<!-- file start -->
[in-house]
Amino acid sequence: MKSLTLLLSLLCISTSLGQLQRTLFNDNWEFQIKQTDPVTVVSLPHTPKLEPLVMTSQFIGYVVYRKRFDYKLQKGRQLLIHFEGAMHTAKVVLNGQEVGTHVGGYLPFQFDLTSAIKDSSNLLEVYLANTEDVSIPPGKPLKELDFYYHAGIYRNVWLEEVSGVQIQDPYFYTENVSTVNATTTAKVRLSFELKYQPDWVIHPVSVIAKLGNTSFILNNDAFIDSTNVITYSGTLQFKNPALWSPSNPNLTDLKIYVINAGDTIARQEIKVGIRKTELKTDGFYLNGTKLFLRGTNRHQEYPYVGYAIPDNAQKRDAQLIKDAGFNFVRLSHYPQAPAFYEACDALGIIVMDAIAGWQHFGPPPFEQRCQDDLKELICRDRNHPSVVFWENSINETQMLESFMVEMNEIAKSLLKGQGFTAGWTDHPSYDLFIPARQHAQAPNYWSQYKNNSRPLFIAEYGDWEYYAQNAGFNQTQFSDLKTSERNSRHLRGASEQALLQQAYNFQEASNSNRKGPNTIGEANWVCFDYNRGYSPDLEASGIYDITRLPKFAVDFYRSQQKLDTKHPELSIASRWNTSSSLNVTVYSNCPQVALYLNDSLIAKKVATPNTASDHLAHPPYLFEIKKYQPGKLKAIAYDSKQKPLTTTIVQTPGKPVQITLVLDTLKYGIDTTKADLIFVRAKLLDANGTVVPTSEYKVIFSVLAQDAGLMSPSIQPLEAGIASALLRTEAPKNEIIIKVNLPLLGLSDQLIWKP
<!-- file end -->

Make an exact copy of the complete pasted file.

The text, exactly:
[in-house]
Amino acid sequence: MKSLTLLLSLLCISTSLGQLQRTLFNDNWEFQIKQTDPVTVVSLPHTPKLEPLVMTSQFIGYVVYRKRFDYKLQKGRQLLIHFEGAMHTAKVVLNGQEVGTHVGGYLPFQFDLTSAIKDSSNLLEVYLANTEDVSIPPGKPLKELDFYYHAGIYRNVWLEEVSGVQIQDPYFYTENVSTVNATTTAKVRLSFELKYQPDWVIHPVSVIAKLGNTSFILNNDAFIDSTNVITYSGTLQFKNPALWSPSNPNLTDLKIYVINAGDTIARQEIKVGIRKTELKTDGFYLNGTKLFLRGTNRHQEYPYVGYAIPDNAQKRDAQLIKDAGFNFVRLSHYPQAPAFYEACDALGIIVMDAIAGWQHFGPPPFEQRCQDDLKELICRDRNHPSVVFWENSINETQMLESFMVEMNEIAKSLLKGQGFTAGWTDHPSYDLFIPARQHAQAPNYWSQYKNNSRPLFIAEYGDWEYYAQNAGFNQTQFSDLKTSERNSRHLRGASEQALLQQAYNFQEASNSNRKGPNTIGEANWVCFDYNRGYSPDLEASGIYDITRLPKFAVDFYRSQQKLDTKHPELSIASRWNTSSSLNVTVYSNCPQVALYLNDSLIAKKVATPNTASDHLAHPPYLFEIKKYQPGKLKAIAYDSKQKPLTTTIVQTPGKPVQITLVLDTLKYGIDTTKADLIFVRAKLLDANGTVVPTSEYKVIFSVLAQDAGLMSPSIQPLEAGIASALLRTEAPKNEIIIKVNLPLLGLSDQLIWKP